Westpac with the note.
The Westpac Melbourne Institute Consumer Sentiment Index fell by 7.9%, from 85.8 in April to 79.0 in May.
The Index has fallen back to just above the dismal levels seen back in March, which recorded the lowest monthly read since the COVID outbreak in 2020 and, before that, since the deep recession of the early 1990s.
Two significant events in the last month were the surprise decision by the Reserve Bank Board to raise the cash rate by another 0.25% in May and the federal budget.
The survey, which normally takes place during the week of the Reserve Bank’s Board of Governors meetings, was postponed for a week to gauge the impact of the federal budget on sentiment. This means we don’t have a ‘before’ and ‘after’ picture of the RBA’s unexpected decisions, but we do have a clear ‘before’ and ‘after’ picture of the budget. .
The sentiment index of those surveyed before the budget announcement was 81.3 (down 5.3% compared to April). Survey participants’ sentiment after the announcement was 75.3, down another 7.4%. Strictly speaking, about 60% of May’s decline could be attributed to the federal budget and the remaining 40% to factors such as interest rate decisions.
That’s probably too tight for your budget. Sentiment generally drops before and after a budget survey. Some consumers may have had unrealistic expectations.
Budget 2023 – specifically focused on the extent to which cost of living relief is delivered without increasing the challenge of curbing high inflation.
Subgroup details show not only a significant drop in sentiment after the budget among those most dependent on cost of living relief (low-income households, the unemployed, some renters), but also the following: It highlights both sides of this tension, with even such groups seeing significant declines. The biggest problem is inflation: households with mortgages.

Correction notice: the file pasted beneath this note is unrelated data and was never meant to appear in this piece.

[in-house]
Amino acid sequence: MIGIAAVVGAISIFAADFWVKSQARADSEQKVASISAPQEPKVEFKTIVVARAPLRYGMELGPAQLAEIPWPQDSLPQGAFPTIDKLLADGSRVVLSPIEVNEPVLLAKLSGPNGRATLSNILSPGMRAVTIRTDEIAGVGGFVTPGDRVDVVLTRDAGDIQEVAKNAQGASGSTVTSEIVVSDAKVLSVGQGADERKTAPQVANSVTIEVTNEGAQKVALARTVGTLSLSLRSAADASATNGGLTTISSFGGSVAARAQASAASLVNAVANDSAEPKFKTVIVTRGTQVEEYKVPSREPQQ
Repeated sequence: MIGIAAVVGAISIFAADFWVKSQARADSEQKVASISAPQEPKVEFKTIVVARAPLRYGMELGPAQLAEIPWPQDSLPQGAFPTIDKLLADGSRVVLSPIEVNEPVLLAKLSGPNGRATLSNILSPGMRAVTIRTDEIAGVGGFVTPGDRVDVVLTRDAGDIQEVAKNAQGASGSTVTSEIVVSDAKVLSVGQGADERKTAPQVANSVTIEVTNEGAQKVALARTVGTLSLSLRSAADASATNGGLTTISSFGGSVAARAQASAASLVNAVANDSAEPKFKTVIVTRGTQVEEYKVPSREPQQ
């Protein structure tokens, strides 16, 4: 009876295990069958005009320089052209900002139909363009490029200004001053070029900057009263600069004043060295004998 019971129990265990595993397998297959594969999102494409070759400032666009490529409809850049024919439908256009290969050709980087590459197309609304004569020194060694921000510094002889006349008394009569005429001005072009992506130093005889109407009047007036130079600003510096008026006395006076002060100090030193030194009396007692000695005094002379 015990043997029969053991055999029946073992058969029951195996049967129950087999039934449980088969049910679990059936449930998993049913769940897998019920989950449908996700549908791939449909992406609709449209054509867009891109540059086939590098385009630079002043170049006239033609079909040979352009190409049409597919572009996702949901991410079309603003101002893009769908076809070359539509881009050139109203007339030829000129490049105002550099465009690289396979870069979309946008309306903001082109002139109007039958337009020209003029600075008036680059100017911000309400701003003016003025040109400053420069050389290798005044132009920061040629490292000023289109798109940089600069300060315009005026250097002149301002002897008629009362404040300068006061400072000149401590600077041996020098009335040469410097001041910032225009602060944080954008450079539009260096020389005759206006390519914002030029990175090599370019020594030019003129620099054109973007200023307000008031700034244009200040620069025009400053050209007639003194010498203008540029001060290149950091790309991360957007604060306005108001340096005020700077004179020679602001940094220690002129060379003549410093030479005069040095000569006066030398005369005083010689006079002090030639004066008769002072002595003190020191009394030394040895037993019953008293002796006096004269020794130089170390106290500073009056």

More specific responses on how the budget will affect households indicate that this year’s budget is expected to provide some relief.
Our survey included standard questions we’ve been asking after every budget proposal since 2010 about the expected fiscal impact over the next 12 months. For 2023, 15.5% of those surveyed after the budget was enacted expected fiscal conditions to improve, while 27% expected fiscal conditions to deteriorate.
Self-rated “budget losers” outnumber “budget winners,” and this is almost always the case. In fact, outside of the pandemic period (when generous fiscal measures were needed), the average gap between optimists and pessimists is over 25%. In the light of history, the 2023 “gap” of 11.5% is far less unfavorable than the previous budget in October (28%), announcing one budget, or major series, from 2010 to 2019. It has only been improved by the 2018 budget. The “difference” in income tax cuts was only 9.1%.
This historical comparison, along with the apparent inflation-related policy restrictions, suggests that the federal government should be happy with consumer reaction to this year’s budget.
Interest rates were the main factor again in the May survey. As mentioned earlier, the RBA raised the official cash rate by another 0.25% at its May meeting the week before the survey. The move came as a big surprise to the market and most commentators, and clearly fueled consumer fears of further price increases in the future.
Nearly 70% expect floating mortgage rates to rise further over the next 12 months, and just over 40% expect them to rise by more than 1 percentage point. This compares with 61% and 34%, respectively, after the RBA’s “pending” decision in April (although well below November’s peaks of 81.5% and 60%). Consumers are right to heed the RBA governor’s clear warning that further tightening of monetary policy may be necessary, but the extent of these concerns seems overblown.
Breaking down the subgroups, low-income earners (-15%), renters (-13%), mortgage borrowers (-10%) and women (-10%) are more depressed. I understand this. Looking at sentiment state by state, Washington (-23%) and Queensland (-13.3%) experienced the most notable and sharpest drops. The greater drop in confidence among renters than among mortgage borrowers, despite strong interest rates, shows how tight the rental market and rising rents are for a group of around 30% of households. It highlights whether you are applying pressure.